April 30, 2011 | Ken from Orangeburg, SC asks:
“I am wondering is there a minimum height requirement for a
deck to allow for adequate ventilation under the deck. Is this
measured to the top or bottom of the decking timber?”
Glenn Mathewson, NADRA’s Technical Advisor, responds:
Hello Mr. Panitt.
Thank you for turning to NADRA with your questions about the Decking and Railing Industry. We are certainly happy to provide you guidance. The International Residential Code (IRC) and International Building Code (IBC) do not specifically regulate the ventilation of areas underneath exterior decks. IRC Section R408.1 describes the ventilation requirements for under floor spaces, including the minimum net free area, but it is in reference to areas under buildings that are enclosed by foundation walls. While it would certainly be good practice to maintain moisture control under decks that are very low to the ground, its not part of the minimum standard set forth by the IRC. However, in the case of manufactured decking or other products, the installation requirements of the manufacturer are essentially part of the code. This may be from a direct reference to, such as section R317.4.1 in the 09 IRC for wood/plastic composites or through approval as an “alternative”.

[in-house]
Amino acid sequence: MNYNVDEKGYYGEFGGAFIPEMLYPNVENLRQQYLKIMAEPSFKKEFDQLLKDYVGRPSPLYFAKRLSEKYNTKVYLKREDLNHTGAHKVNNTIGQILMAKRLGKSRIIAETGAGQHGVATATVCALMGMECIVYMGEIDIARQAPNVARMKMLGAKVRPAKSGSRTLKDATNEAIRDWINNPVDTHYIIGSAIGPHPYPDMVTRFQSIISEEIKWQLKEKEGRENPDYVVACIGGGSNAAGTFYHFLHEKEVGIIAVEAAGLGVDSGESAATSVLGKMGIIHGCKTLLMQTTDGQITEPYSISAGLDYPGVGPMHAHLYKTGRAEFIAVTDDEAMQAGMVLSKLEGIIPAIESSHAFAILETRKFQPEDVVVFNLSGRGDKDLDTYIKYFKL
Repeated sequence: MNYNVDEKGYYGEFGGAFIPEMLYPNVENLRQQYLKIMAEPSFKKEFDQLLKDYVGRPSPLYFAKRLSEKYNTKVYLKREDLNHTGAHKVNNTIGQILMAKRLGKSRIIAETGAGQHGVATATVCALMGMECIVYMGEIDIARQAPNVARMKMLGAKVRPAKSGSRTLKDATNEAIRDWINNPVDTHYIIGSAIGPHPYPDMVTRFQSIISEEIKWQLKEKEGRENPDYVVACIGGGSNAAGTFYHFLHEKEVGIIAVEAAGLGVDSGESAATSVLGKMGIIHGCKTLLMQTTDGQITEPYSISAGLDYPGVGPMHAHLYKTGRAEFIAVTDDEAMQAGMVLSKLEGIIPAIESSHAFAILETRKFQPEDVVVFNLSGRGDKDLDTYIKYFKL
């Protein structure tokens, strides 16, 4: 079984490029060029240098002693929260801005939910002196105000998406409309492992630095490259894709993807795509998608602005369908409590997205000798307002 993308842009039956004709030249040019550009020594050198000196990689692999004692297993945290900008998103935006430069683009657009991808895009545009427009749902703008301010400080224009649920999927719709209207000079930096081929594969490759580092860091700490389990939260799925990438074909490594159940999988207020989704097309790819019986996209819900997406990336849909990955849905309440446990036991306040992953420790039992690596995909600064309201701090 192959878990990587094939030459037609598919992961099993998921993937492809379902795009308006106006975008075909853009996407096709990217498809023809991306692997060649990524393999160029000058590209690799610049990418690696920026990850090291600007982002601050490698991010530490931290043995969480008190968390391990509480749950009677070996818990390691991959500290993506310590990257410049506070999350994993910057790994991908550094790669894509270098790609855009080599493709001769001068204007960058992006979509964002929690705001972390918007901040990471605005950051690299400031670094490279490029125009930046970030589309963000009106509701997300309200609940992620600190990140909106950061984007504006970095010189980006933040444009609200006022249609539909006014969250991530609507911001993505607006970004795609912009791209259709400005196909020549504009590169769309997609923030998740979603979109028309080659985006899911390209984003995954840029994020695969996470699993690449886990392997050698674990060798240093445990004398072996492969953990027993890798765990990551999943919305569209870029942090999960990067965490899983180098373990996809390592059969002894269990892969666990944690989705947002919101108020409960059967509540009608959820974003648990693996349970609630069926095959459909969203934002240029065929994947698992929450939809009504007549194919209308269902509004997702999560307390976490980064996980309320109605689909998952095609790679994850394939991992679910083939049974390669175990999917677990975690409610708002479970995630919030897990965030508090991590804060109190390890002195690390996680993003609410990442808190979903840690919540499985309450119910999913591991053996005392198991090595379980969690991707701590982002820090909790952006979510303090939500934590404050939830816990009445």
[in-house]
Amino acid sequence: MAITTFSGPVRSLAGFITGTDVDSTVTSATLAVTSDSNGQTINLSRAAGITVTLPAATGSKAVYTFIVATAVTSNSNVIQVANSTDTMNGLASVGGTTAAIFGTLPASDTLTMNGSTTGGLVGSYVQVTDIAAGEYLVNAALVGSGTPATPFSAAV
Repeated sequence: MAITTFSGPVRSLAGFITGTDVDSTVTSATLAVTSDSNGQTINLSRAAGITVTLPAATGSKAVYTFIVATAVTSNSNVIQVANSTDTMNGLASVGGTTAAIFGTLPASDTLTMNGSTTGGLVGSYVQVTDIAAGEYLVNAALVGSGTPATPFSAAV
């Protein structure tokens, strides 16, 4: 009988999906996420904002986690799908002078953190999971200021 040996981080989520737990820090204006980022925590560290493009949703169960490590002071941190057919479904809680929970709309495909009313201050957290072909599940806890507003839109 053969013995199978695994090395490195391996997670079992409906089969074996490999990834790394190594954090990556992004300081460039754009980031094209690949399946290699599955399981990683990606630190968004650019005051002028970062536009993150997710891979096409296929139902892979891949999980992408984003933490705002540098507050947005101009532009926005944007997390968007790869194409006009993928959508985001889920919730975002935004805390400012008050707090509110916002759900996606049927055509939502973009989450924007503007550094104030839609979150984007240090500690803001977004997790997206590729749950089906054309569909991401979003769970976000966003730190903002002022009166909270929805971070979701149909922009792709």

I know at least two prominent tongue-and-groove composite decking products that require a minimum height above grade to make up for the lack of air flow between the boards. In both cases the distance was 12 inches of vertical space beneath the bottom of the framing, though the percentage of perimeter where it was required varied. You must always adhere to manufacturer’s installation instructions, not only for good practice, but also for code compliance.
For spaced deck boards, the gaps would likely suffice for ventilation. They may be narrow, but they’re evenly dispersed. One thing to consider, however, is the size of the gaps and the material used. If swelling of wood, expansion of thermoplastics, proximity to heavy autumn leaf fall, long snow coverage or poor maintenance/cleaning is likely, the gaps may close. In that case, additional ventilation openings or greater clearance to grade would be a good plan.
I hope this information is of assistance to you and the visitors of the NADRA blog.
Glenn Mathewson, MCP